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Publication numberUS4061986 A
Publication typeGrant
Application numberUS 05/646,330
Publication dateDec 6, 1977
Filing dateJan 2, 1976
Priority dateJan 2, 1976
Also published asDE2657893A1
Publication number05646330, 646330, US 4061986 A, US 4061986A, US-A-4061986, US4061986 A, US4061986A
InventorsGerald C. Barker
Original AssigneeCoherent Radiation
Export CitationBiBTeX, EndNote, RefMan
External Links: USPTO, USPTO Assignment, Espacenet
Soft power supply for pulsed laser
US 4061986 A
Abstract
A pulsed power supply for a gas discharge laser in which a main DC power supply is connected in series with a current limited DC power supply and a gas discharge laser and with diode means connected across the second power supply for bypassing the second power supply and conducting current from the main power supply to the laser after the laser ionizes.
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Claims(6)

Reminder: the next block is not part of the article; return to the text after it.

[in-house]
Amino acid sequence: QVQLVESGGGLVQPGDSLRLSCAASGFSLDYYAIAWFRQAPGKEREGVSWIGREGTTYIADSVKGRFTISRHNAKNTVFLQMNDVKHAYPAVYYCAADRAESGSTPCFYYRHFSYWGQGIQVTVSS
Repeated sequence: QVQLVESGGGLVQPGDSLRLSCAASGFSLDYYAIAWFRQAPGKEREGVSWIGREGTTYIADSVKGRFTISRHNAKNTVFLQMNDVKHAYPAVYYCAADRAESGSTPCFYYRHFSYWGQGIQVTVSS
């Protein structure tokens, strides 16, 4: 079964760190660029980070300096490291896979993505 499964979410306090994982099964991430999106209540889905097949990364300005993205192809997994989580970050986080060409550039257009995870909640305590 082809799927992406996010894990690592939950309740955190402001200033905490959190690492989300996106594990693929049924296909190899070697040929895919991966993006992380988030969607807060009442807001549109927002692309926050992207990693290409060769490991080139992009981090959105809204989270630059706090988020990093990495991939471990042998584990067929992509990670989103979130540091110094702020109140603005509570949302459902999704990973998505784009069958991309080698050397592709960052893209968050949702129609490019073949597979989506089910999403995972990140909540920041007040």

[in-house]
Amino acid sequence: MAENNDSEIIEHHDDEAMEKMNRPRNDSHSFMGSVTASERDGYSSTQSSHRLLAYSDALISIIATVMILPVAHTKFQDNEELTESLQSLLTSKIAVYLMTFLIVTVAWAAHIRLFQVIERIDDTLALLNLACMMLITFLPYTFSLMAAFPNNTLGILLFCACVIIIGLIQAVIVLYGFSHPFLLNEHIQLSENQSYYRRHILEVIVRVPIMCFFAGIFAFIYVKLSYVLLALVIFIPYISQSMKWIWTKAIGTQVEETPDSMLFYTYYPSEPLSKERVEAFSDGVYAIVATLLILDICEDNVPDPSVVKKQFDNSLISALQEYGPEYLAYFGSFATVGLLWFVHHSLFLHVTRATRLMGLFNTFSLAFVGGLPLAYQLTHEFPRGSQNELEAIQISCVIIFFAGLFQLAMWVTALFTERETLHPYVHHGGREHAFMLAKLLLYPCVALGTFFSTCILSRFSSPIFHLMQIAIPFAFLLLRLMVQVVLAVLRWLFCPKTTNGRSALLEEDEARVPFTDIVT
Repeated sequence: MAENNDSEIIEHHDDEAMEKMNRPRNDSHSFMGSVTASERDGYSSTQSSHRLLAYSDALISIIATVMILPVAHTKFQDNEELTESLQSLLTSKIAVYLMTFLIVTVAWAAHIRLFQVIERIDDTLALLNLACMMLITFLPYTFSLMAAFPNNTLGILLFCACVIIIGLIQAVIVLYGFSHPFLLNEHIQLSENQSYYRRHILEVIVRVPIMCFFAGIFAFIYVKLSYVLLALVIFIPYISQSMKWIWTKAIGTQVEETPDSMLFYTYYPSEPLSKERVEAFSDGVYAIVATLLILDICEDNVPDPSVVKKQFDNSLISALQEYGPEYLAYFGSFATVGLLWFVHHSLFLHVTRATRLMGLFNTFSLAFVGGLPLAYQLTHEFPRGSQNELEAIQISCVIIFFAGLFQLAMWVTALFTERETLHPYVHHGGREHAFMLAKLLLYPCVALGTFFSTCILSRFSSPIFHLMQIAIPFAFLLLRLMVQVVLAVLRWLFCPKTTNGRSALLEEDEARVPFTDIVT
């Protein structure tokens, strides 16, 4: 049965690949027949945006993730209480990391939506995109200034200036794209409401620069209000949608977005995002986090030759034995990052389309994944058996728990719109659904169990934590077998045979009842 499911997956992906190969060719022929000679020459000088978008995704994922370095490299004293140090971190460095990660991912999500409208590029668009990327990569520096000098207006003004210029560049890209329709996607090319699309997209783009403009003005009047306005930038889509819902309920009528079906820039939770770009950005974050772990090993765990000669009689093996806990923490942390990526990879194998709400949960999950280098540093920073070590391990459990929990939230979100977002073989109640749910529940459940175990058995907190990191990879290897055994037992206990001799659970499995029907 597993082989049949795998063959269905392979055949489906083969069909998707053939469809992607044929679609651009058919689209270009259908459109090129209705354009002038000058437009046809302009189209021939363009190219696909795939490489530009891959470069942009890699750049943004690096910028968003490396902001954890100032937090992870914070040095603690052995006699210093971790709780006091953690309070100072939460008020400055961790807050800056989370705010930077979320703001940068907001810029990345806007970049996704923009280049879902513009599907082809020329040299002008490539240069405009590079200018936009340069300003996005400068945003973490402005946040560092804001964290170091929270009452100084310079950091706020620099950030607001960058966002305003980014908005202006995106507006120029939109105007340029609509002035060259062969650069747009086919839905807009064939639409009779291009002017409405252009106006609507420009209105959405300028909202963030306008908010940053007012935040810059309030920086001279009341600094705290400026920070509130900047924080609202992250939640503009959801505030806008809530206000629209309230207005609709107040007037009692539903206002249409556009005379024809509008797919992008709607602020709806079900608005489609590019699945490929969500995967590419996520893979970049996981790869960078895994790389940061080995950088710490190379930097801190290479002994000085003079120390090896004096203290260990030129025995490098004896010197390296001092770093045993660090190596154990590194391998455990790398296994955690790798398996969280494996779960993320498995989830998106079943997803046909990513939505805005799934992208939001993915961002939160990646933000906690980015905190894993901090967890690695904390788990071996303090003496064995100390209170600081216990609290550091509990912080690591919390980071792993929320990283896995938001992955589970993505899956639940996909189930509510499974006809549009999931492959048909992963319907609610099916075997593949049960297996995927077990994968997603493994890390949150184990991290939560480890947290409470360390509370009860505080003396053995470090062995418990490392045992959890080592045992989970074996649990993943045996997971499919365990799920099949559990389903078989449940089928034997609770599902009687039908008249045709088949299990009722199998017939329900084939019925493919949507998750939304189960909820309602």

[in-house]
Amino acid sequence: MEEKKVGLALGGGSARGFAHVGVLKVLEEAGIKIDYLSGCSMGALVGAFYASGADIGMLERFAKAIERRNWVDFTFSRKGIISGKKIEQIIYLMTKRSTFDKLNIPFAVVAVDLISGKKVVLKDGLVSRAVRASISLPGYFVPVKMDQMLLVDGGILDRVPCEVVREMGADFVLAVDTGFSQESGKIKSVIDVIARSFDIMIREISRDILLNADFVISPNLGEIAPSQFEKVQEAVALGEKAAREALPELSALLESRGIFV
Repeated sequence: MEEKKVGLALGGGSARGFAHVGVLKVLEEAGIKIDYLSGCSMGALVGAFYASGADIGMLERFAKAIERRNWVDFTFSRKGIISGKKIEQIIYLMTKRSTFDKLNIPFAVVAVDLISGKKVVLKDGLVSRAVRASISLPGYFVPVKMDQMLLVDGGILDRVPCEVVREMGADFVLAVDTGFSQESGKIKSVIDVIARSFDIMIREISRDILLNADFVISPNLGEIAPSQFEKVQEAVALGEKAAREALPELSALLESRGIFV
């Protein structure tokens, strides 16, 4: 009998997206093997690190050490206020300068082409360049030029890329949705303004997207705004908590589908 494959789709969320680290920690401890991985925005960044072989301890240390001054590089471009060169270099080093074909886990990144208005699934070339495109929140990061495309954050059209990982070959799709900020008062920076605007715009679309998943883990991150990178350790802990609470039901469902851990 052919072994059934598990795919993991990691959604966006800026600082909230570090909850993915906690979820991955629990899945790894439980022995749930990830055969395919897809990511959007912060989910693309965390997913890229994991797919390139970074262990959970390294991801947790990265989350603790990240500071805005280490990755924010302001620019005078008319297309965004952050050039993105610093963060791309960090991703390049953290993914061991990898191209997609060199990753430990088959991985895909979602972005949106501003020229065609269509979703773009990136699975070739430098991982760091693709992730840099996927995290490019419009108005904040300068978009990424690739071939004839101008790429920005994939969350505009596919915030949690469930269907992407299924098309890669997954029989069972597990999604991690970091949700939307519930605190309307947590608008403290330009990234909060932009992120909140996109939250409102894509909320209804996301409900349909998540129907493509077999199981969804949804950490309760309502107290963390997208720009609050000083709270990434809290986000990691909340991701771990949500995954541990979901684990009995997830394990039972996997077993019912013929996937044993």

What is claimed is:
1. In combination, a laser discharge tube adapted for repetitive pulsed operation and having first and second electrodes and containing a gas capable of being ionized by electrical discharge between the first and second electrodes, switching means for repetitively energizing said pulsed laser discharge tube at a predetermined frequency by selectively providing a current path through said discharge tube, a first direct current power supply, a second direct current, current limited power supply connected across the electrodes of the laser discharge tube and in series with the first power supply and the switching means, the second power supply including means for reducing its output to a minimal predetermined value when the current drawn from it is equal to the current drawn by the laser discharge tube when said gas within said tube is ionized during each pulsed energization of the discharge tube, and diode means connected in parallel with the output of the second power supply for bypassing the second power supply and conducting current from the first power supply to said laser discharge tube electrodes after the laser discharge tube gas is ionized to maintain the laser discharge tube in its ionized state, whereby the laser discharge tube may be repeatedly pulsed at its predetermined rate.
2. The combination as recited in claim 1 wherein the second power supply is a 3-phase alternating current rectified power supply.